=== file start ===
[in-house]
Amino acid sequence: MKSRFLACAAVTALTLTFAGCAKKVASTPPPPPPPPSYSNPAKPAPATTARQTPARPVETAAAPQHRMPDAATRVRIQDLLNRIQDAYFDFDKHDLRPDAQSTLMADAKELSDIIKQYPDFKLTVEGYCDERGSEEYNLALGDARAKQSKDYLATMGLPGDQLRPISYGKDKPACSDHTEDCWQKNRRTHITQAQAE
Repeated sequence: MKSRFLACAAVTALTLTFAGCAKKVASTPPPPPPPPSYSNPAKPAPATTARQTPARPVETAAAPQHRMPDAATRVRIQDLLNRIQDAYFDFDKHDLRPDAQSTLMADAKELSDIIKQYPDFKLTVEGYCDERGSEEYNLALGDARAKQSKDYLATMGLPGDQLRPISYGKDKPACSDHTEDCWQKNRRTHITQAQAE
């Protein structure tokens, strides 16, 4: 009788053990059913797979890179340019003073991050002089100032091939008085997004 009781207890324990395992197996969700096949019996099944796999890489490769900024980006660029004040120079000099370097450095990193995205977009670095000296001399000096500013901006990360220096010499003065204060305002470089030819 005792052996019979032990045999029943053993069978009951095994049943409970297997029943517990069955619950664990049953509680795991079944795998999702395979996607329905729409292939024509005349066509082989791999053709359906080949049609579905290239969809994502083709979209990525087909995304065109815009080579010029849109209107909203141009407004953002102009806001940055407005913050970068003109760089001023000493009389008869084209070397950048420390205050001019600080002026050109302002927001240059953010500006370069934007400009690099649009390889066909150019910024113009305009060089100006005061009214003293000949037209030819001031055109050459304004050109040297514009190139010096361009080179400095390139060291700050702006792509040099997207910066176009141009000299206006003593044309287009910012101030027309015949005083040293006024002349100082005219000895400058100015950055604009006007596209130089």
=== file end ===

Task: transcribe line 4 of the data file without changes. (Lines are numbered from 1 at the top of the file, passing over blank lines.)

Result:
């Protein structure tokens, strides 16, 4: 009788053990059913797979890179340019003073991050002089100032091939008085997004 009781207890324990395992197996969700096949019996099944796999890489490769900024980006660029004040120079000099370097450095990193995205977009670095000296001399000096500013901006990360220096010499003065204060305002470089030819 005792052996019979032990045999029943053993069978009951095994049943409970297997029943517990069955619950664990049953509680795991079944795998999702395979996607329905729409292939024509005349066509082989791999053709359906080949049609579905290239969809994502083709979209990525087909995304065109815009080579010029849109209107909203141009407004953002102009806001940055407005913050970068003109760089001023000493009389008869084209070397950048420390205050001019600080002026050109302002927001240059953010500006370069934007400009690099649009390889066909150019910024113009305009060089100006005061009214003293000949037209030819001031055109050459304004050109040297514009190139010096361009080179400095390139060291700050702006792509040099997207910066176009141009000299206006003593044309287009910012101030027309015949005083040293006024002349100082005219000895400058100015950055604009006007596209130089």